[Reply]

    Mrs. Accountability Reply:

    @Ironman, thanks for the clarification. I did enter my hourly pay, it was still kind of wonky at the bottom since it wanted to calculate out full time pay. Even so I think it’s a great tool for people to get an idea what employers are paying above what they are paying the employee. Another factor is the cost for the person’s office (rent/mortgage on the building), electricity usage, phone, etc. As you say, good things to think about when wondering if the grass is greener on the other side. Thanks for visiting and commenting!

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  • Both my previous and current employers send out a personal compensation report to all employees letting them know exactly how much it costs to employ them! They break out the costs of all benefits, salary, and payroll taxes.

    [Reply]

    Mrs. Accountability Reply:

    @Khaleef @ KNS Financial, wow, that’s interesting! I can’t imagine my employer doing such a thing. I would think it would have an effect of making one appreciate one’s employer all the more when you know how much more they are paying to keep you around. Thanks for visiting and commenting!

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  • My employer actually gives us such a statement every 2 years ago. It breaks down exactly what they pay on our behalf so that we so what our real “total compensation” is. It’s eye opening really when you think of the cost of insurance, Social Security and taxes.

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  • @Sandy, very interesting. I don’t think most people get to know these kinds of details normally. I know I never knew until I started doing payroll at my job. Now I know more than I ever wanted to know! LOL! Thanks for visiting and commenting!

    [Reply]

  • Hm. It’s hard to buy into this guy’s calculating tool, since he manages to turn the cost of hiring an employee into a rant against Obama. It’s been costing employers one heckuva lot more than an employee’s salary for a long, LONG time before Barack Obama came along. People who do this kind of thing — convert every fact of life into an anti-Obama rant — lose credibility real fast, in my book.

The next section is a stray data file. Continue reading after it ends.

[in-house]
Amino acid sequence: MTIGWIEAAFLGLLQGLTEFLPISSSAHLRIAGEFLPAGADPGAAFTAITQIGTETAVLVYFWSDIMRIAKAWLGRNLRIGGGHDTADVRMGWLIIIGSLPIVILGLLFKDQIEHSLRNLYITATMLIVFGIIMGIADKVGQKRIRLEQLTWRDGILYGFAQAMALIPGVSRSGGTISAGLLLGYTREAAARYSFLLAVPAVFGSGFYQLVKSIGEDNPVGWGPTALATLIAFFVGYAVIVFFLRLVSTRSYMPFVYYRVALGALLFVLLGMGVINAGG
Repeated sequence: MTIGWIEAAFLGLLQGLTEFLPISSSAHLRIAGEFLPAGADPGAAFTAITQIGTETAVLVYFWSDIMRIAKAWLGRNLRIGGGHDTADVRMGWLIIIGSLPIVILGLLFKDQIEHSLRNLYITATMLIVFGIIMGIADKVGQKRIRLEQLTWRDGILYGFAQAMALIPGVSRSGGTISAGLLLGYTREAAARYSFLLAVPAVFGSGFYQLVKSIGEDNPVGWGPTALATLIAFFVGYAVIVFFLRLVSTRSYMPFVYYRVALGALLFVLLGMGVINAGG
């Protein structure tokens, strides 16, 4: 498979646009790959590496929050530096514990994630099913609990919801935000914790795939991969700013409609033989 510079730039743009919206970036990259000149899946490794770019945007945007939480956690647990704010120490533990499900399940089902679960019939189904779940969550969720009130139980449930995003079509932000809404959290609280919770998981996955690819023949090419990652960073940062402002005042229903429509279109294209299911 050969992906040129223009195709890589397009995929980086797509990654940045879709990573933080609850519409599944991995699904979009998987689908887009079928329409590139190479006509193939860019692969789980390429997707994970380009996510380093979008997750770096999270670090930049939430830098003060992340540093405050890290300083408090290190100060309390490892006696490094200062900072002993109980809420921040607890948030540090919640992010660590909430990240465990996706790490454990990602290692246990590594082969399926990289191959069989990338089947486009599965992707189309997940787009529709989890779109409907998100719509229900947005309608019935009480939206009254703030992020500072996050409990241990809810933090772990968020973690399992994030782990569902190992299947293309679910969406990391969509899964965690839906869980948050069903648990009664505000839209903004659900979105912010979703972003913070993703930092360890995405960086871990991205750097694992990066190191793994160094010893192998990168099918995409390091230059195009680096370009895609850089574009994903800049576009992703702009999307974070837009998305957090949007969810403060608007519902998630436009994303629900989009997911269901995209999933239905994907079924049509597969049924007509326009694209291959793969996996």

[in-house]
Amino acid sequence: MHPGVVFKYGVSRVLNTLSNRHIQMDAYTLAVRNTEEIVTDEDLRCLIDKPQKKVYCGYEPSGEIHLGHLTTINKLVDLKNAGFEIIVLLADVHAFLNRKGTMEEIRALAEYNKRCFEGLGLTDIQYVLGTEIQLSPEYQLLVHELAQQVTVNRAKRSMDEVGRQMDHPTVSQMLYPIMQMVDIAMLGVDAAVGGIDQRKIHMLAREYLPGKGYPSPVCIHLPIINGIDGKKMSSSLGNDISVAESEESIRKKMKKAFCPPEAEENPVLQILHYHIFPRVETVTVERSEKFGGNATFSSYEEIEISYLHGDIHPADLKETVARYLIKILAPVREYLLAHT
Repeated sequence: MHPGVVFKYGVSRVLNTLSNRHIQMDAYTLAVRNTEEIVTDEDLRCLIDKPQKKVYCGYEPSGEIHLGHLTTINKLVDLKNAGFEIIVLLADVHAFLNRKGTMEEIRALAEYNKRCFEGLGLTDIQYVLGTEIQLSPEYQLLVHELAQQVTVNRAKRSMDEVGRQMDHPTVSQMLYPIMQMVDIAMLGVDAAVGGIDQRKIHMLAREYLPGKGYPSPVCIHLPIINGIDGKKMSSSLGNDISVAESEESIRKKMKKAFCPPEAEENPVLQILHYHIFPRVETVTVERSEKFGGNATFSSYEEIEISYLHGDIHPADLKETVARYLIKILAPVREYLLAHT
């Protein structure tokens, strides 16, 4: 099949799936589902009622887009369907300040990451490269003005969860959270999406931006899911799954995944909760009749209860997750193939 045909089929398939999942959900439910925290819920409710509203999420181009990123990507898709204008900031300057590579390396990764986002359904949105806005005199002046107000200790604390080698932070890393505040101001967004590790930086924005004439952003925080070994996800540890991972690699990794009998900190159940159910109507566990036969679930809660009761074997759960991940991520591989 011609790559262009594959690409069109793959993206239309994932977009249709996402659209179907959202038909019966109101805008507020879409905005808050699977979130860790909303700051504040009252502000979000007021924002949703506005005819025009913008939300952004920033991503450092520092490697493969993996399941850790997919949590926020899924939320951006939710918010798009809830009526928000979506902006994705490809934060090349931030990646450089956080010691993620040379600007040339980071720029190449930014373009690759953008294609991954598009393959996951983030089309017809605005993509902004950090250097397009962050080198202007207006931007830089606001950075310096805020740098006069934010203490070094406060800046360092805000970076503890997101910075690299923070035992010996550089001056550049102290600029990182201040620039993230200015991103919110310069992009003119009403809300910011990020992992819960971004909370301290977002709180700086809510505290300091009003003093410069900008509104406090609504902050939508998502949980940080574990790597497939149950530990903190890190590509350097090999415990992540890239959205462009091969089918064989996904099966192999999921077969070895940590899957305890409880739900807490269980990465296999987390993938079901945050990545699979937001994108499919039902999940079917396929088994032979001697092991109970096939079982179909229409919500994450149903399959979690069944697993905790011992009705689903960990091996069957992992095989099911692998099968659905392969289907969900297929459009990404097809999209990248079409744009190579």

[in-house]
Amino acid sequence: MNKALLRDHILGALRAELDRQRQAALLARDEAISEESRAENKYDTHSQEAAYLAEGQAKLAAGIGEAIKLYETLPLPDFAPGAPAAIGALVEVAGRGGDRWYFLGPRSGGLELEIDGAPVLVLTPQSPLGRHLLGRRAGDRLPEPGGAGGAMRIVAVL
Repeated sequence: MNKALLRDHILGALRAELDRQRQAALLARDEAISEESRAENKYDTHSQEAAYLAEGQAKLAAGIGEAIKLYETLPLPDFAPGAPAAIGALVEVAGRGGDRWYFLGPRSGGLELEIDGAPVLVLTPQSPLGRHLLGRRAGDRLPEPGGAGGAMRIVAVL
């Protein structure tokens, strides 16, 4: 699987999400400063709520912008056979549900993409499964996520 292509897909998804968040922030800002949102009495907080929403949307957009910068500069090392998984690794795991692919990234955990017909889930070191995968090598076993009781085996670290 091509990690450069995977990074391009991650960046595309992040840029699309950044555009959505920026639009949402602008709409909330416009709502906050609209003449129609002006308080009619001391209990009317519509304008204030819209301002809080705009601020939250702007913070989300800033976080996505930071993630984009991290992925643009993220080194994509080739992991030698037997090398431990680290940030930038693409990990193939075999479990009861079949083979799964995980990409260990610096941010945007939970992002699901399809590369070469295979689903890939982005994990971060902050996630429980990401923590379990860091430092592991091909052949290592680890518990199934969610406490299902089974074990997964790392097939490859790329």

Long before the Democrats took back the White House, I heard that on average the real cost of your salary to an employer is 40 percent more than your gross pay. If you add up the costs of your benefits plus the cost of overhead plus the cost of FICA, you come to just about that, sometimes more depending on what you do. Obviously, it’s in an employer’s interest to outsource your job — preferably overseas, to people who will do a day’s or a week’s work for what you earn in an hour. It’s even in the employer’s interest to outsource your job to Americans, especially during a depression when many of us are so desperate we also will work on a contract basis for Third-World wages with no benefits.

    Similarly, it’s useful to fill a full-time job with two part-timers who are ineligible for benefits. This is why 80 percent of faculty at the Maricopa County Community Colleges (with Dade County, one of the two largest community college systems in the country) are part-timers. When you run my pay through the calculator, you see I cost the District 14 percent more than it pays me, if you assume I’m on full-time. But because I’m not, I cost even less than that.

    Making your kids go hungry and go without medical care is a great way for employers to save money. ;-)

    [Reply]